We asked several friends from the various parts of the world to help us out, and now we want to share their traditions with you in a 12-part series we’re titling, “12 Countries in 12 Days of Christmas”. Catchy, right?

Each day until December 25th we will be posting a different article about a country that’s near and dear to us, some which have some very unique and wonderful traditions you may never have known about otherwise. So keep tuned in, and without further ado, here’s our first installment, right from Emily’s mom and dad (who truly make Christmas the most wonderful time of year): The United States of America.


Santa Claus | 12 Countries in 12 Days of Christmas

What is a typical Christmas in the US like?

Christmas these days in the US is very commercialized with tons of decorations at malls, shopping deals, and seems to be all about gift giving.  For us, it’s different. Though Christmas these days is more than a religious holiday for people in the US, we try to focus attention on the birth of Jesus Christ and what He has done for us, and on our family.

Preparing for the arrival of family to share the holidays with is a several-week event.  Lots of shopping, wrapping presents, preparing candies, cookies and treats.  Time is fully spent thinking of others and what gifts could be given to bring a little Christmas joy.  On Christmas Eve, we gather for our little family program that the children and grandchildren prepare each year to share their talents, and read/act out The Christmas (Nativity) Story.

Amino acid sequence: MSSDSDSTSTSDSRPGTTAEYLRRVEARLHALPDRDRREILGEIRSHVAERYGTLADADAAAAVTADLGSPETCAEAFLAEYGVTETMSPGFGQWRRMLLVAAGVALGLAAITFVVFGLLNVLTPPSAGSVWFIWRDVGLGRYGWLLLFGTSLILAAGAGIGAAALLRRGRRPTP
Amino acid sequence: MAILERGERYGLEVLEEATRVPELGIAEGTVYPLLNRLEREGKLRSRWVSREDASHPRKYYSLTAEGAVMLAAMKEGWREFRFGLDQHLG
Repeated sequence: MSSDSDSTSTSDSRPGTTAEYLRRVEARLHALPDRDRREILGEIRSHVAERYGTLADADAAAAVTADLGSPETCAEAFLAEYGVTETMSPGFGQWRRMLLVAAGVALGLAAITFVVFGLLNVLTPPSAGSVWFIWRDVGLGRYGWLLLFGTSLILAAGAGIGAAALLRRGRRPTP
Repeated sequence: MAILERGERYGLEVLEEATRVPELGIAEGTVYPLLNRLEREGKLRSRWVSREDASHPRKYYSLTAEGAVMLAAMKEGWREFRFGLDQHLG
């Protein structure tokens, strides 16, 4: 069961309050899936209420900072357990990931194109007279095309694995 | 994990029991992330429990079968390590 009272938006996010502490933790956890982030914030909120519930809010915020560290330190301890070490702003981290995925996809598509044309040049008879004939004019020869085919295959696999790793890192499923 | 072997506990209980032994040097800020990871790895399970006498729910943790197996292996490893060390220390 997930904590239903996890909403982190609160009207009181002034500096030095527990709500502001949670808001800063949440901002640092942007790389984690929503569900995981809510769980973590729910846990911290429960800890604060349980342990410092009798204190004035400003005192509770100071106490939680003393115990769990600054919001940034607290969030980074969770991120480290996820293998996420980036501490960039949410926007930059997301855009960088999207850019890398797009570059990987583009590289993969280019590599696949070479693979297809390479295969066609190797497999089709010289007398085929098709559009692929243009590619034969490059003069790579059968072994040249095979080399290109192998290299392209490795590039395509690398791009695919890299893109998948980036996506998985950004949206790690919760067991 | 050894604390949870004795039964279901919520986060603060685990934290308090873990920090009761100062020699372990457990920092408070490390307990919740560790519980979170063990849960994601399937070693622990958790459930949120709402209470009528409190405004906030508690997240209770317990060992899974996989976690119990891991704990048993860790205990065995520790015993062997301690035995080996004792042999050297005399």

For the final event of the evening, Santa Claus delivers gifts of “Christmas Jammies” [pajamas usually decorated with reindeer antlers or Santa hats, etc.] to each member of the family, and everyone puts them on before going to bed.  On Christmas morning we awake to children “whispering” loudly, excited to see the gifts Santa brought and gifts given to each other.


Christmas Breakfast | 12 Countries in 12 Days of Christmas

What foods/meals are a part of the holiday season?

In our own family, on Christmas day we have a tradition of making a Christmas breakfast casserole and what we call “monkey rolls”: dinner rolls cooked in a sugary delicious syrup-like caramel or butterscotch sauce.  Neither dish makes it past lunch most of the time.  Ham and potatoes are our go-to Christmas dinner, and candies like fudge, caramels, divinity, pumpkin rolls and Christmas popcorn is found in plenty, and often made from scratch.

What songs/music do Americans listen to?

There’s all sorts of music that Americans listen to to bring in the feeling of festivities, and Christmas music is a genre all on its own.  There’s nothing like the classics, though, and songs like “Jingle Bells”, “Deck the Halls”, and “Angels We Have Heard On High” all set the mood quite well.  I personally love the song ‘Mary Did You Know’, and just heard to the song by the piano guys with the video and was very touched.


What symbol represents Christmas best in the US?

Santa Claus, Christmas trees, wreaths, candy canes, and the Nativity are all pretty common symbols of the holiday season, and even for some people it is the gifts under the tree. For us, however, it is the star of hope that sits on top of the tree that represents the spirit of Christmas best.

Christmas Tree | 12 Countries in 12 Days of Christmas